Mining is a hugely expensive process and unlike manufacturing is based on an ever
diminishing resource. It requires a continuous infusion of capital to sustain
production. A myriad of factors, from the volatility of the markets to the surety that
the minerals are really there, “plagues” both management and investors. The budget
tries to predict or forecast future profits and acts as a roadmap to all stakeholders.
Unfortunately, most of the time the budget of a mine degenerates to the extent of a
collapse, sometimes very soon into the new budget period. This problem plagues
both small and large mines indiscriminately. The budget is dictated in absolutes, and
little or no variability is allowed.
This thesis aims at developing a process to predict the probability of failure or
success through the application of probabilistic logic to the simulation of the budget.
To achieve this, a very detailed modelling tool is required. The model must replicate the actual mining process both in time and actual spatial representation.
Enabling technology was developed over a period of five years, primarily based on
the Runge Software Suite. The use of activity based costing enabled the budget to
be simulated and expressed as a probability distribution. A Pareto analysis was done
on the main cost drivers to extract the most important elements – or key drivers - that
need to be manipulated. These distributions were mapped against real data and
approximated with the use of the three parameter Weibull distribution.
Simulation using Xeras® (Runge) proved to be impossible. This is due to the time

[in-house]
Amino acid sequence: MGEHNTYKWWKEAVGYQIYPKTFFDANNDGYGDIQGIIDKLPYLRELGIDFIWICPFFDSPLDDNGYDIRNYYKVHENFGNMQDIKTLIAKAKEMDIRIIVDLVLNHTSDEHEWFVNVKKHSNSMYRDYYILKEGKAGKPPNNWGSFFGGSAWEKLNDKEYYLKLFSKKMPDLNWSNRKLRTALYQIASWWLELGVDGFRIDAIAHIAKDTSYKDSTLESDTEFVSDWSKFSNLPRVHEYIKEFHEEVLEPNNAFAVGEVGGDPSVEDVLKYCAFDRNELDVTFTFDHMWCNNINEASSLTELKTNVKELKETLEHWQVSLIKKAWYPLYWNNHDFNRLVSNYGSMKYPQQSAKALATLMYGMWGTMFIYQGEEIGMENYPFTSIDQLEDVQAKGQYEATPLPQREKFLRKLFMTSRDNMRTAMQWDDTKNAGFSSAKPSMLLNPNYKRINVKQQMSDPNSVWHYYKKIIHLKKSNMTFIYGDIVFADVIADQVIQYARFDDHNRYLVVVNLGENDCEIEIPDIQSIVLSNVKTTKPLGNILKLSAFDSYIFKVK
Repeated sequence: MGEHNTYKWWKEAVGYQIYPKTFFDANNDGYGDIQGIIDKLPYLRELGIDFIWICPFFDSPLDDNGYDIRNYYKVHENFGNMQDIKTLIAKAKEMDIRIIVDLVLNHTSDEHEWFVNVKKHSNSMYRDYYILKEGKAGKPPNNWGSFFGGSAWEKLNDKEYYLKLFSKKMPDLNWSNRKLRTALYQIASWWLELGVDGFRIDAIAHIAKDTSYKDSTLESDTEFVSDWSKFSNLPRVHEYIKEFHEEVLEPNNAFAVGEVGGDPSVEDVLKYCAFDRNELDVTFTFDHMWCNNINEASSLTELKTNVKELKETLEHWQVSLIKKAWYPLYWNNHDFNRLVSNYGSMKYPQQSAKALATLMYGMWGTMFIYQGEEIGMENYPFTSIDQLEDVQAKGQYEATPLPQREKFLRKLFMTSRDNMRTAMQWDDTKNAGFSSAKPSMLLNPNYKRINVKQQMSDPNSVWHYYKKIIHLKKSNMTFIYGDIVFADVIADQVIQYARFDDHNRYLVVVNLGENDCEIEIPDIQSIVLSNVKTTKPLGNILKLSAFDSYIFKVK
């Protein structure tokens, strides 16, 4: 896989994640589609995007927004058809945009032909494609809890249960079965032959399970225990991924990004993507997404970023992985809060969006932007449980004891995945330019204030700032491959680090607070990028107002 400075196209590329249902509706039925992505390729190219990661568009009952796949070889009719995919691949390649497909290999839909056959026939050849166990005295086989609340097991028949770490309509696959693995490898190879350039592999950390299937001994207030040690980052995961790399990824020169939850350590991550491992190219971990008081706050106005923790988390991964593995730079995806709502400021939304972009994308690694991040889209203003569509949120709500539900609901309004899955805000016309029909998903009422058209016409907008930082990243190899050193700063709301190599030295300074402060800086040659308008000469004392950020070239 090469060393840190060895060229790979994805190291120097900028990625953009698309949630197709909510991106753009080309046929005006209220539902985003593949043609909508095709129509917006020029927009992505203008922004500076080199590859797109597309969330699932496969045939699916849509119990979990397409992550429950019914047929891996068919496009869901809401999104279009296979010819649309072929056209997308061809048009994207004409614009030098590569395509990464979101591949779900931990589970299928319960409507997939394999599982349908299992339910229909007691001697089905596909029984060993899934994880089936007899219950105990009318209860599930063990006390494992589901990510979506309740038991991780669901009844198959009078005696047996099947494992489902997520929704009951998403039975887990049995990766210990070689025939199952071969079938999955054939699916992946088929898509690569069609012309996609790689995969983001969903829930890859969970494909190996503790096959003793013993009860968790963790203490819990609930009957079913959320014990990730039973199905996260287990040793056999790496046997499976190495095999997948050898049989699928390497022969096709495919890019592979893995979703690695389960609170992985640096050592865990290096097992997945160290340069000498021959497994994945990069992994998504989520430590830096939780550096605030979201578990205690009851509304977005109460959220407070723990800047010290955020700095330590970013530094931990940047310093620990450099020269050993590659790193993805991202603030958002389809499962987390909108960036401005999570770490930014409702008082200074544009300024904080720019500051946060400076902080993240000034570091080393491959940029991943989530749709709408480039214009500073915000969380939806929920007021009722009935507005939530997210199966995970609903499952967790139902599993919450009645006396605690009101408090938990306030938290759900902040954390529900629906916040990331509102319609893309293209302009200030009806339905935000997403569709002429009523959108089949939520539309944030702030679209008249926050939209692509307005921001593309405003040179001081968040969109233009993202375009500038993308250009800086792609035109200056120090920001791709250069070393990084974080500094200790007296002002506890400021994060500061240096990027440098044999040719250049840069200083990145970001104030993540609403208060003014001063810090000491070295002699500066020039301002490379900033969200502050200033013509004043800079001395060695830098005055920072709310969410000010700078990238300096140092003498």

needed for setup and processing. The budget was described as an empirical
function of the production tonnages split according to the Pareto analyses. These
functions were then utilised in Arena® to build a stochastic simulation model. The
individual distributions are being modelled to supply the stochastic drivers for the
budget distribution. Income, based on the sales, was added to the model in order for
the Nett profit to be reflected as a distribution. This is analysed to determine the
probability of meeting the budget.
The underlying analysis of an open pit mining process clearly reflects that there are
primary variables that may be controlled to trigger major changes in the production
process. The most important parameter is the hauling cycle, because the haul trucks
are the nexus of the production operation. It is further shown that the budget is primarily influenced by either FTE’s (full time employees, i.e. bodies) or funds
(Capex or Opex) or a combination of both.
The model uses probabilistic logic and ultimately culminates in the decision of how
much money is needed and where it should be applied. This ensures that the
probability of achieving the budget is increased in a rational and demonstrable way.
The logical question that arises is: “Can something be done to utilise this knowledge
and change behaviour of the operators?” This led to (IOPA – Intelligent Operator
Performance Analyses) – where the performance or lack thereof is measured on a
shift by shift basis. This is evaluated and communicated through automated
feedback to the supervisors and operators and is being implemented. Early results
and feedback are hugely positive.
The last step is prove where capital (or any additional money spend) that is applied
to the budget will give the most benefit or have the biggest positive influence on the
The strength of the model application lies therein that it combines stochastic
simulation, probability theory, financial budgeting and practical mine schedule to
predict (or describe) the event of budget achievement as a probability distribution.
The main contribution is a new level of understanding financial risk and or
constraints in the budget of a large (open pit) mine.